Plea for people in North Wales to rethink drinking following pandemic changes to alcohol habits
People in North Wales are being asked to rethink their drinking following a warning that ‘hidden’ alcohol consumption could be putting their health at risk.
Widespread changes in drinking habits following the COVID-19 pandemic could mean many more people are damaging their wellbeing by drinking more, and more often.
More than 60% of people who completed the health board’s online alcohol assessment tool over the last six months were found to be at increasing or higher risk of alcohol-related harm.
This Alcohol Awareness Week, people across North Wales are being urged to reconsider their alcohol consumption as part of the Rethinking Our Drinking campaign being run by the health board and its partners.
National research has shown that around one in three people throughout Wales increased how much alcohol they drank during the COVID-19 pandemic.
Changes to routines – including furlough, and flexible and home working – were a significant contributor, alongside pandemic-linked mental health conditions including anxiety and depression, and boredom and loneliness.
Figures from the Office for National Statistics show alcohol-related deaths in Wales increased to their highest level on record during 2021.
Betsi Cadwaladr Executive Director of Public Health Teresa Owen said the pandemic had prompted a change in our relationship with alcohol.
“Lifestyle changes made during COVID-19 lockdowns have left some people drinking more and drinking more often – frequently at home, and sometimes enabled or encouraged by new working patterns and social habits,” she said.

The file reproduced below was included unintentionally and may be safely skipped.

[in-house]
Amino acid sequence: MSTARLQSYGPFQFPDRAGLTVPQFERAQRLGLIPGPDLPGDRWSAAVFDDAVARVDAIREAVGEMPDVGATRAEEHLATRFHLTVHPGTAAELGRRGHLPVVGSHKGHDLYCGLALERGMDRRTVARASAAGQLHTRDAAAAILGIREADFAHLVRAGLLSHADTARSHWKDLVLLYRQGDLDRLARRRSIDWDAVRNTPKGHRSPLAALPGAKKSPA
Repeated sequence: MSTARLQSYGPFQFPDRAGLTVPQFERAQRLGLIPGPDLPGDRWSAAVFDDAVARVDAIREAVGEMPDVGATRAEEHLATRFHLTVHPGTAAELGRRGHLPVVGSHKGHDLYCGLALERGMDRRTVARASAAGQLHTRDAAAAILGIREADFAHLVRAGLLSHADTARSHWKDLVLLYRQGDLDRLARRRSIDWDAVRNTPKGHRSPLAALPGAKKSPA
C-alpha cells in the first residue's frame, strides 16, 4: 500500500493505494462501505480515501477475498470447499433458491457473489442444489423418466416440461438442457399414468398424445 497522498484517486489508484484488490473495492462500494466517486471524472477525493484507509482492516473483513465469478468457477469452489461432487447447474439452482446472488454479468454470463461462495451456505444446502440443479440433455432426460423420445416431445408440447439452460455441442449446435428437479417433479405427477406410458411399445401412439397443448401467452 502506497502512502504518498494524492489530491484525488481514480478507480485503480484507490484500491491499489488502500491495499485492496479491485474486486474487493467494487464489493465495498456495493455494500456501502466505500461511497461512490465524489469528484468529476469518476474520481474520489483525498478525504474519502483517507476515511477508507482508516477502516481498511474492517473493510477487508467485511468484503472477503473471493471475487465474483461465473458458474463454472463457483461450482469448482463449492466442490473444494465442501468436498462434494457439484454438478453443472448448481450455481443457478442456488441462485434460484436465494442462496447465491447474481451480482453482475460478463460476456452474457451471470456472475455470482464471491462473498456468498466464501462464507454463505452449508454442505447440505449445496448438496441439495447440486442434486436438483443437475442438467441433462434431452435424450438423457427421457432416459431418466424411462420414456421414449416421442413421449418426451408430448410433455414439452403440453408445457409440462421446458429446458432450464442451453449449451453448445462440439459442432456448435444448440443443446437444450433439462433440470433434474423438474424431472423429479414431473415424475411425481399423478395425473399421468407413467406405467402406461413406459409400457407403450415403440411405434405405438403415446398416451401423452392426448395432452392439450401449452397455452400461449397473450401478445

“As a result, more and more people who might not think of themselves as drinking too much could be at risk of causing themselves harm. This hidden drinking can creep up on people without them realising it, increasing the likelihood of a wide range of health and social problems.
“So this Alcohol Awareness Week and throughout the summer, we are asking everyone across North Wales to rethink their drinking – by taking a moment to consider how much and how often they drink, and to look at ways they could improve their wellbeing by cutting down.”
Guidelines from the UK’s Chief Medical Officers recommend not regularly drinking more than 14 units of alcohol per week, and spreading drinking over three or more days. They say one or two heavy drinking sessions a week increases the risk of long-term illness, accidents and injuries.
Other benefits of cutting back on alcohol often include sleeping better, losing weight and better skin – as well as saving money.
Caren Brown, from Bethesda, cut down then stopped drinking in 2020 after realising the impact alcohol was having on her lifestyle. The 54-year-old said the decision changed her life for the better.
“I just felt as if I was on a hamster wheel,” she said. “I thought ‘This isn’t right, you know – this is getting a bit out of hand now…’
“Life is smoother, definitely. I’ve been really happy… I’ve got a lot more money to do things that I enjoy. I’ve got a lot more patience, and life is just enjoyable.
“I can get a lot more done in my life, I’m a lot healthier. And those around me they say I’m a lot more fun to be around.”
Caren appears in a special Rethinking Our Drinking campaign video to showcase the benefits of reducing alcohol intake.
Rethinking our Drinking
The health board’s Rethinking our Drinking webpage offers an accredited bilingual online alcohol assessment tool, advice and tips to cut down, links to support services and self-help resources. Spotted something? Got a story? Send a Facebook Message | A direct message on Twitter | Email: News@Deeside.com